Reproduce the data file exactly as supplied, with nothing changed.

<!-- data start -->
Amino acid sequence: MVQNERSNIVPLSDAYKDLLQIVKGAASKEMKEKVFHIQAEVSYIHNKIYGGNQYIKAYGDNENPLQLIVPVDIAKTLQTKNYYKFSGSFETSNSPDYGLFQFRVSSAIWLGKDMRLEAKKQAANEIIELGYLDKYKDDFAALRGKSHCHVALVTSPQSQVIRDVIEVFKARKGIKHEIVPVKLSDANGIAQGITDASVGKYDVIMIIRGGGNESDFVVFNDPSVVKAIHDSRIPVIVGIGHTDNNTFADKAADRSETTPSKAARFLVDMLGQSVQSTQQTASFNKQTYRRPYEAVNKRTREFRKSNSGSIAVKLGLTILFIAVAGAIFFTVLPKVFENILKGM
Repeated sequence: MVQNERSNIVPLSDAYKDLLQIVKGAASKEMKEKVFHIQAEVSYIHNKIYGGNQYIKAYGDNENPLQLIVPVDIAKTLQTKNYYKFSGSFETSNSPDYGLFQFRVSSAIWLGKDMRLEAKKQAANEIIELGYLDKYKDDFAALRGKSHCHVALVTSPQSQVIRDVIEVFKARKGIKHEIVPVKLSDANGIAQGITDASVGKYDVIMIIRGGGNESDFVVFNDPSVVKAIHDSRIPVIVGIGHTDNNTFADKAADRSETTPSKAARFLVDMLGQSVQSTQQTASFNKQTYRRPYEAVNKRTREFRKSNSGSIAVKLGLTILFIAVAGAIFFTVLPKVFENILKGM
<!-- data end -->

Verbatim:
Amino acid sequence: MVQNERSNIVPLSDAYKDLLQIVKGAASKEMKEKVFHIQAEVSYIHNKIYGGNQYIKAYGDNENPLQLIVPVDIAKTLQTKNYYKFSGSFETSNSPDYGLFQFRVSSAIWLGKDMRLEAKKQAANEIIELGYLDKYKDDFAALRGKSHCHVALVTSPQSQVIRDVIEVFKARKGIKHEIVPVKLSDANGIAQGITDASVGKYDVIMIIRGGGNESDFVVFNDPSVVKAIHDSRIPVIVGIGHTDNNTFADKAADRSETTPSKAARFLVDMLGQSVQSTQQTASFNKQTYRRPYEAVNKRTREFRKSNSGSIAVKLGLTILFIAVAGAIFFTVLPKVFENILKGM
Repeated sequence: MVQNERSNIVPLSDAYKDLLQIVKGAASKEMKEKVFHIQAEVSYIHNKIYGGNQYIKAYGDNENPLQLIVPVDIAKTLQTKNYYKFSGSFETSNSPDYGLFQFRVSSAIWLGKDMRLEAKKQAANEIIELGYLDKYKDDFAALRGKSHCHVALVTSPQSQVIRDVIEVFKARKGIKHEIVPVKLSDANGIAQGITDASVGKYDVIMIIRGGGNESDFVVFNDPSVVKAIHDSRIPVIVGIGHTDNNTFADKAADRSETTPSKAARFLVDMLGQSVQSTQQTASFNKQTYRRPYEAVNKRTREFRKSNSGSIAVKLGLTILFIAVAGAIFFTVLPKVFENILKGM